Some years ago Glamorgan Archives acquired a vacuum press, which has been put to good use recently to package degrading cellulose nitrate and acetate negatives for safe handling before freezing. Conservation staff were just wondering what else the press could be used for when the November issue of the ICON Journal appeared. It featured an article by Hiromi Tanimura on squelch drying books damaged by tsunami water. The squelch method had been developed by Stuart Welch, and was first used to great effect in 2002 when dealing with the aftermath of the Prague floods at the National Library of the Czech Republic.
Squelch sounded like fun! So we decided to research the method further and try it out ourselves. Initial trials were on two modern hard back volumes, library deaccessions. They were put into a bucket which was filled with water and left overnight. The pages of the volumes had been splayed out for the first trial as we wanted the volumes to be as wet as possible.
The next morning the volumes were taken out of the water and as much of the water as was safely possible gently squeezed out by hand. They were then wrapped in bondina (a non-woven polyester fabric), which acts as a release and prevents the volume sticking to the newsprint in which it is wrapped before being bagged and vacuum packed in the machine.
Wrapping in bondina reduces cost as it also prevents any off setting from inks. Any kind of absorbent paper can be used, including printed newspaper, reducing costs as expensive blotting paper is not needed in large quantities.
Once the volume and its wrappings have been sealed and vac packed into its bag it compacts into a solid block. Because the volume has become so compact the water is forced out of the boards and text block into the news print. Once the news print is wet the process is repeated with paper or blotters placed between pages as the volume dries. After the initial 4 or 5 changes the paper wrappings and interleavings need changing only once every 24 hours.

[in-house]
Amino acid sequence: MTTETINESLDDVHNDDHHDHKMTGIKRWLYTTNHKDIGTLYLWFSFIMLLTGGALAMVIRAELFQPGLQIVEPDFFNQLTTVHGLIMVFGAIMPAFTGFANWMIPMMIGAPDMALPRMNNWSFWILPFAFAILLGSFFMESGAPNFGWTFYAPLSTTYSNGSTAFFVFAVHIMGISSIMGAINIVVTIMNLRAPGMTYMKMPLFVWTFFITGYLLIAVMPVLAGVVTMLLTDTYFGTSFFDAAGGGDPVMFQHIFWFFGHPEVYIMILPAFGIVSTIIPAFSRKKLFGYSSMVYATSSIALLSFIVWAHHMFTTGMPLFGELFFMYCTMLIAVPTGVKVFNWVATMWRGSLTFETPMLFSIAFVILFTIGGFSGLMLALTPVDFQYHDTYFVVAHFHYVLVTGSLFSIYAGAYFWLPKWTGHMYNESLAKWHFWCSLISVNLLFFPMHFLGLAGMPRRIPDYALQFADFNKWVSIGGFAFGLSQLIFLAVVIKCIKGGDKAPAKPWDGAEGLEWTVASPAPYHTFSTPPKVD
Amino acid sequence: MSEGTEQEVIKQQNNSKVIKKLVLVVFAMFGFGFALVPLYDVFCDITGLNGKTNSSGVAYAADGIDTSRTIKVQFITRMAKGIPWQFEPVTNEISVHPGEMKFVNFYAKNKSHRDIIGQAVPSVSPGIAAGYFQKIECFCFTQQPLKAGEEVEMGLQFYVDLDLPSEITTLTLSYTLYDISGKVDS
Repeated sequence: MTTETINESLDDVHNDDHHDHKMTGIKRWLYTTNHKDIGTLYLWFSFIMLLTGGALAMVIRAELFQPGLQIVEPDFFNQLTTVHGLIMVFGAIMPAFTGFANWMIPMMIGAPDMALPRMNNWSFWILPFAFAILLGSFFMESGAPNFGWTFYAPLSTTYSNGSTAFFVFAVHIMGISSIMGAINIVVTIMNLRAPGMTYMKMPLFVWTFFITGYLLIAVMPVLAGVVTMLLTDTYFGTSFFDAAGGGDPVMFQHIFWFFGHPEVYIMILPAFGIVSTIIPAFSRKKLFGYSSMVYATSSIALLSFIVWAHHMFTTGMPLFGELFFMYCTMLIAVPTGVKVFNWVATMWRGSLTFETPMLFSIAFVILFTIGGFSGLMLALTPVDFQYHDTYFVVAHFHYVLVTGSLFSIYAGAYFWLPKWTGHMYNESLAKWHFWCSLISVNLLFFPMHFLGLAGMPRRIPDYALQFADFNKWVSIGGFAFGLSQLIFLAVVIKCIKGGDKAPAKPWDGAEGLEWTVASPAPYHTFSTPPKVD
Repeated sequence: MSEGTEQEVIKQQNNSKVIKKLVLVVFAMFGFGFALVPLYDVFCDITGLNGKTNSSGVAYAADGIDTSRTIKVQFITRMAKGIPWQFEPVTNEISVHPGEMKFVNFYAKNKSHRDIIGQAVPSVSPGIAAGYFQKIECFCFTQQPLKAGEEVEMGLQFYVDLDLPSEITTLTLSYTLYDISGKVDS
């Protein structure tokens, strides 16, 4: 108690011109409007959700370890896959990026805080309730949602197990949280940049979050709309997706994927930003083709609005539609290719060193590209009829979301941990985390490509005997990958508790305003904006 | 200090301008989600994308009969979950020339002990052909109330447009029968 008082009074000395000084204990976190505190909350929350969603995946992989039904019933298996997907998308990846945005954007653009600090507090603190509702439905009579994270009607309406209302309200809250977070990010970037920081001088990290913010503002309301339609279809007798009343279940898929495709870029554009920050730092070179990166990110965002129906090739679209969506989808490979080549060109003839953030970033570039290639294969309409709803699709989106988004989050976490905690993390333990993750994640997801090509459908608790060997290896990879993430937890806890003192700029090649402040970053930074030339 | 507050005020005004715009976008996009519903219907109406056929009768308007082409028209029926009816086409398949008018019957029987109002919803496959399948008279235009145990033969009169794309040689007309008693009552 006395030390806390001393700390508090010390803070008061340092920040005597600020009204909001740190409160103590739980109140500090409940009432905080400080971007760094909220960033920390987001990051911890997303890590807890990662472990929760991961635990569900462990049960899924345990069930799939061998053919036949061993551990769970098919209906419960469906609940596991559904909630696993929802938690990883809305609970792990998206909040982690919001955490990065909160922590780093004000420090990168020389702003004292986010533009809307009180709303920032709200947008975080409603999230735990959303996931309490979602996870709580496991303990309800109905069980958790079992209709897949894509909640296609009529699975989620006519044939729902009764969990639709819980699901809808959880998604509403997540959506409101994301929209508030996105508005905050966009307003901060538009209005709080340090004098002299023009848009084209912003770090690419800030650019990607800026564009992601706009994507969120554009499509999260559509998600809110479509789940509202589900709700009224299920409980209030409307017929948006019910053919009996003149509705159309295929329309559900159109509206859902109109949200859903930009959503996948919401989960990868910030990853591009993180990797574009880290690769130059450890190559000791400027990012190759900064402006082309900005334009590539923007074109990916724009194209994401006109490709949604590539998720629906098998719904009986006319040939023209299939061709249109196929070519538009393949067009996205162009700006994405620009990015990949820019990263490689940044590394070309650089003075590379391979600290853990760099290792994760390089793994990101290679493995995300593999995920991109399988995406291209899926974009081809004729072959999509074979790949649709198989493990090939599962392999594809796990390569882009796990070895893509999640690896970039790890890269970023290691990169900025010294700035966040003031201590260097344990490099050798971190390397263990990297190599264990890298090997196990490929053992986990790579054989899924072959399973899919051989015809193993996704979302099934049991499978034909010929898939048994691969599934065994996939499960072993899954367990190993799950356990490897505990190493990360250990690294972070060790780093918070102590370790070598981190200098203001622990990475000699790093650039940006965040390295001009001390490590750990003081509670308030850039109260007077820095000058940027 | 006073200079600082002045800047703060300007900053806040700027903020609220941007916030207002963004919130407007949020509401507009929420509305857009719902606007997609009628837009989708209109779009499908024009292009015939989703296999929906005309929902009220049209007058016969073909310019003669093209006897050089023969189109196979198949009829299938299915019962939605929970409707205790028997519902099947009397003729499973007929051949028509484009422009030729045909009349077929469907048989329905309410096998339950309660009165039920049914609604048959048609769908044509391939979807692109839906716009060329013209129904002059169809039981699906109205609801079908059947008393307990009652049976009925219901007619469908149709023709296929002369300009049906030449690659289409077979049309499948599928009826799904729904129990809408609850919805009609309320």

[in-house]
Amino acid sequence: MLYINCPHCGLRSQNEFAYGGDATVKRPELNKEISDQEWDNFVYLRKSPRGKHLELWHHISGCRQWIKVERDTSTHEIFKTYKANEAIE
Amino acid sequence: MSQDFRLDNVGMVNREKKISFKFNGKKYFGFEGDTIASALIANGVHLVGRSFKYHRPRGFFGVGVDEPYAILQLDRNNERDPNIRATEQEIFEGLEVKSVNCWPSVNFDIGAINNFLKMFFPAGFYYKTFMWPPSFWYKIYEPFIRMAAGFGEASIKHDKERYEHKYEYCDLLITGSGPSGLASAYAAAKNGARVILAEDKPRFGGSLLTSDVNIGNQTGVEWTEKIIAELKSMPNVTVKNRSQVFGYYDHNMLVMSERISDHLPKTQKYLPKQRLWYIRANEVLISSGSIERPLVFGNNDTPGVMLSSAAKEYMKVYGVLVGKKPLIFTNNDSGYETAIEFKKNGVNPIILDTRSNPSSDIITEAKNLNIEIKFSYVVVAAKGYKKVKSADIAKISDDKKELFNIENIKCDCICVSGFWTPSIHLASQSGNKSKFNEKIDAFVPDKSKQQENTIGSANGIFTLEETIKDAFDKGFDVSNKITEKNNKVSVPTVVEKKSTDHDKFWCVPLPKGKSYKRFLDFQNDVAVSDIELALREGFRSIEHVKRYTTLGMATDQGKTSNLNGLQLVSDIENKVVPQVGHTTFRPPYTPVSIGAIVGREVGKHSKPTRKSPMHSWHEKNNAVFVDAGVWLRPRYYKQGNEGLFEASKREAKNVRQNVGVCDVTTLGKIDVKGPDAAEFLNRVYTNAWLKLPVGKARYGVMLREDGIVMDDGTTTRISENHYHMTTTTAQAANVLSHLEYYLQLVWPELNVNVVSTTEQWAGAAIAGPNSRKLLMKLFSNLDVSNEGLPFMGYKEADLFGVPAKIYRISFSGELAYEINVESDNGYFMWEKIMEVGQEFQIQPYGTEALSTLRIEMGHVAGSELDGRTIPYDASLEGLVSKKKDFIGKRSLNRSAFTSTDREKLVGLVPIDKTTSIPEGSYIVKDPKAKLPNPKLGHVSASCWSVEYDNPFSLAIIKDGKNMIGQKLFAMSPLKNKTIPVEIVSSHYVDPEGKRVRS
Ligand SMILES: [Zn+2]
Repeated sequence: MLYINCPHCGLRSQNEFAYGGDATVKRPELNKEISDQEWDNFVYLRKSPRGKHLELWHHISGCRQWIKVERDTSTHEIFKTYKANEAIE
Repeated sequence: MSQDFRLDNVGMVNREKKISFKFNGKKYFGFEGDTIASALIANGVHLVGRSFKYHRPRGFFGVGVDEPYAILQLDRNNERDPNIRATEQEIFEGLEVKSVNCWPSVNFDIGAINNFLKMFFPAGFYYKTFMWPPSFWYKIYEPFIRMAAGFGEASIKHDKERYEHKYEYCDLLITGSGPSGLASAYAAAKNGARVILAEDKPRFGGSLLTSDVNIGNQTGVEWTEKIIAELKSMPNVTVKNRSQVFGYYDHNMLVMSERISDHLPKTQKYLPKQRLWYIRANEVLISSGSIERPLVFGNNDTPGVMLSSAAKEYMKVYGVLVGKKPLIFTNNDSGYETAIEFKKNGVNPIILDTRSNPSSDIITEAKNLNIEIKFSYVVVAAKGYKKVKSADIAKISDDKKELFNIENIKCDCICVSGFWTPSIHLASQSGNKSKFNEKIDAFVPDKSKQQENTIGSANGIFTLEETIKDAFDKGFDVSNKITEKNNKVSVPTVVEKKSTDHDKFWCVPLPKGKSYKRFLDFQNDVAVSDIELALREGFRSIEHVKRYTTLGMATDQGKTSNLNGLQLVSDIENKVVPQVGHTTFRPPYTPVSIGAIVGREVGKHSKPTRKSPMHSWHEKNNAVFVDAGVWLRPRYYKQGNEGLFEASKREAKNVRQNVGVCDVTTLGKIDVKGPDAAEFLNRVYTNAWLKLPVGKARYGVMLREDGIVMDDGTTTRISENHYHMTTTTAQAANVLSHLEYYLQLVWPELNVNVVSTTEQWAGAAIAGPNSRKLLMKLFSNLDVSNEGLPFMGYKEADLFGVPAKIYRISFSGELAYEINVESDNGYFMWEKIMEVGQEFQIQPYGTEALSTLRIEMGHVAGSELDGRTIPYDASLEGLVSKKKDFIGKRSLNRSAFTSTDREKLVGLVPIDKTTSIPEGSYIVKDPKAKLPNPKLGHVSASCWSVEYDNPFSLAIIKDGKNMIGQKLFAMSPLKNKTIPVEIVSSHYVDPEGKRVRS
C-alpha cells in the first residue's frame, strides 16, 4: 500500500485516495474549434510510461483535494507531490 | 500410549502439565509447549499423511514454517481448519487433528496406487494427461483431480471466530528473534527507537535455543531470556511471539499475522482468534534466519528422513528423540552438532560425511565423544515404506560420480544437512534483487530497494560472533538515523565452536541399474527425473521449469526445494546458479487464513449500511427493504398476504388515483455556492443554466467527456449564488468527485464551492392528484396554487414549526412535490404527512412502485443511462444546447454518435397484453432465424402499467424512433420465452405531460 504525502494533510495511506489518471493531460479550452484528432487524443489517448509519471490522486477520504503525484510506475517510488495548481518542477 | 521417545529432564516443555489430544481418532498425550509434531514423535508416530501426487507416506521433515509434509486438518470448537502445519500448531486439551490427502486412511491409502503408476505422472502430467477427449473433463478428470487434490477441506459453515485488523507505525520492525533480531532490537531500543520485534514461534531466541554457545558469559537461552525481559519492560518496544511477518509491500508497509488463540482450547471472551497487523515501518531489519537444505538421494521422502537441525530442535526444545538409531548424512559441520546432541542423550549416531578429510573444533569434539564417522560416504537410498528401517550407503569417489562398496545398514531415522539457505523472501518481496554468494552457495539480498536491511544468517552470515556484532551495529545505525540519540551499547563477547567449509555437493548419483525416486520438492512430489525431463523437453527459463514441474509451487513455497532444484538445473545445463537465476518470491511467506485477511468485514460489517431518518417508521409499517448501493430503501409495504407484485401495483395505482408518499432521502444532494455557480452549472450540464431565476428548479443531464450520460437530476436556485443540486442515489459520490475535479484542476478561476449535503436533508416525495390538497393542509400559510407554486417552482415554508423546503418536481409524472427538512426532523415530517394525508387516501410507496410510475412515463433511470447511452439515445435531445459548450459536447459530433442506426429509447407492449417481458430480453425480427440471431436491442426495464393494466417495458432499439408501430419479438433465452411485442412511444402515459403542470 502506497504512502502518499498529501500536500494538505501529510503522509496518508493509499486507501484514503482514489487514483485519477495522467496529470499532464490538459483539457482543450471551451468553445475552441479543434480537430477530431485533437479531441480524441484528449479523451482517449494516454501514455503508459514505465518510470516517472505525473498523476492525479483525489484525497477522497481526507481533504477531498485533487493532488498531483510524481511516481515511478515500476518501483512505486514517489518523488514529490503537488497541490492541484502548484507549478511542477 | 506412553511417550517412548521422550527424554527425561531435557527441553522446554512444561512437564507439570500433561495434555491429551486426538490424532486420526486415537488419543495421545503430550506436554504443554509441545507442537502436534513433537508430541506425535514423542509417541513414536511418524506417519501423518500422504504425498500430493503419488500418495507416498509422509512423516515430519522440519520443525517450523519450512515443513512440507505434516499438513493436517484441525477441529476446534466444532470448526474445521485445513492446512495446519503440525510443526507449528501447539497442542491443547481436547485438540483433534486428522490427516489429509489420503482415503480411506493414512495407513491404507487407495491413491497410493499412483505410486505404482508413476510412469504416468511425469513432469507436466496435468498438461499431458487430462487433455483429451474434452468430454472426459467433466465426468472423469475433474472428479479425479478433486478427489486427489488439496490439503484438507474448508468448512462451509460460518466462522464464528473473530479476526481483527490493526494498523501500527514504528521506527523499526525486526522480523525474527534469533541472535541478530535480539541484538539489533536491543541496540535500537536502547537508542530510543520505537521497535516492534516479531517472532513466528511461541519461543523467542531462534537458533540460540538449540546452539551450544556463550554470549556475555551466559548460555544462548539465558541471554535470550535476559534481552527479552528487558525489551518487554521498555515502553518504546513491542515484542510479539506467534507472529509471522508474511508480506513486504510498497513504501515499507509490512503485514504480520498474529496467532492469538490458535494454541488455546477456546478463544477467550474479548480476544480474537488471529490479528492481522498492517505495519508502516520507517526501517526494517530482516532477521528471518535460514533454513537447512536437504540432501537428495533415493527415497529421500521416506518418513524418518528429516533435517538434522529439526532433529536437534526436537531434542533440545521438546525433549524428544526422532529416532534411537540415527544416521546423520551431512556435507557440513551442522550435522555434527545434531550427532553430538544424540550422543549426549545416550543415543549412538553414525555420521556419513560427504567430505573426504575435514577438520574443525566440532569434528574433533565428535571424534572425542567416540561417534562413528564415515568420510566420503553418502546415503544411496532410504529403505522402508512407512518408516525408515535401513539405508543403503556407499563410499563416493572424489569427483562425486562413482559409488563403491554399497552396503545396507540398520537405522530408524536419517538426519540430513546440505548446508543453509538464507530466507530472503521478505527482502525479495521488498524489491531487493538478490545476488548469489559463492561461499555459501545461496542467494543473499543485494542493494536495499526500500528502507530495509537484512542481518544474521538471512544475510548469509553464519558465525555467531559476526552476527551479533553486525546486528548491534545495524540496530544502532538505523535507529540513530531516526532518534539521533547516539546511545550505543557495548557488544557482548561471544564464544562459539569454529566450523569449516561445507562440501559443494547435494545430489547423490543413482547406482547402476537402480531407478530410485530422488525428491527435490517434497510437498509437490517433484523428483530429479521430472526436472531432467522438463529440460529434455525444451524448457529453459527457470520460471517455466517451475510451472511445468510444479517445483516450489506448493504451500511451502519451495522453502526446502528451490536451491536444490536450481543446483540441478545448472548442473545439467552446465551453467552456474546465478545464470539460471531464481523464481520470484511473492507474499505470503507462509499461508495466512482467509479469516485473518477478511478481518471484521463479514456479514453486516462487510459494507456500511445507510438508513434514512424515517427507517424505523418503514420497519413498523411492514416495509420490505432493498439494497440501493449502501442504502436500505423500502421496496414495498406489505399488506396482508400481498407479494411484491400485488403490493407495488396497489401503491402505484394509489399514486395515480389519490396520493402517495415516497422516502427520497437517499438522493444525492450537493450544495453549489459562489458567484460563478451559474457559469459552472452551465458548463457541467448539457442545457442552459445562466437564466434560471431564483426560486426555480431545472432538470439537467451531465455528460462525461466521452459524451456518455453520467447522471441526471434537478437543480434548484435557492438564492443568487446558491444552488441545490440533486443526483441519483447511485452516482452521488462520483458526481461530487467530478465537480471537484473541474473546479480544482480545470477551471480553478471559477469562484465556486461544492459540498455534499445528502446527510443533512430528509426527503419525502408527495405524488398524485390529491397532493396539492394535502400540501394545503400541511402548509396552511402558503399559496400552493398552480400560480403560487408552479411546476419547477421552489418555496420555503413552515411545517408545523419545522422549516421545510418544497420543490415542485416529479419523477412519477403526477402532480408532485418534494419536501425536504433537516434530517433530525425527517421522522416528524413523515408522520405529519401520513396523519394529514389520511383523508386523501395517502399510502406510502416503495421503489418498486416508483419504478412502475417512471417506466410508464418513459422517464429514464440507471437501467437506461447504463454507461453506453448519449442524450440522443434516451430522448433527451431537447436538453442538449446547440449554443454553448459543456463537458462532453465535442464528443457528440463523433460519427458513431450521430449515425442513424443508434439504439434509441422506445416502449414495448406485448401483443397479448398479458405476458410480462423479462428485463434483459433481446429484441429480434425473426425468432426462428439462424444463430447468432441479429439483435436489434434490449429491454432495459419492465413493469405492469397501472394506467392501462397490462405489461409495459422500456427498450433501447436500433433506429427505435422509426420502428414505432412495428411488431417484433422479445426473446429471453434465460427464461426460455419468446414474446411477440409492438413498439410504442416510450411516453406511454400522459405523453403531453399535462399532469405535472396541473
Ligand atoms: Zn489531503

The major advantages of this process are that once the volume is dry it still resembles a volume, opening and closing as it should, unlike an air dried volume which will be splayed and thickened. Removing the air removes the risk of mould growth so the volume can stay bagged in its wrappings for a considerable length of time. Compacted volumes are easily stacked for storage taking up much less space. This, along with the length of time they can be left before changing the wrappings, is especially useful in managing a large scale disaster, or if items need to be moved from one location to another.
The only problem we found with this method is that the spines of the volumes are pushed inwards distorting the volume slightly, so that the fore edge of the text block protrudes from the boards. But this may have been because we were using very modern, cheaply bound books. We are currently experimenting with using a former to support the edge in the bag and with older and more sturdy bindings to see if the spine still distorts. Mostly we are enjoying playing with the machine and telling visitors that we are squelching!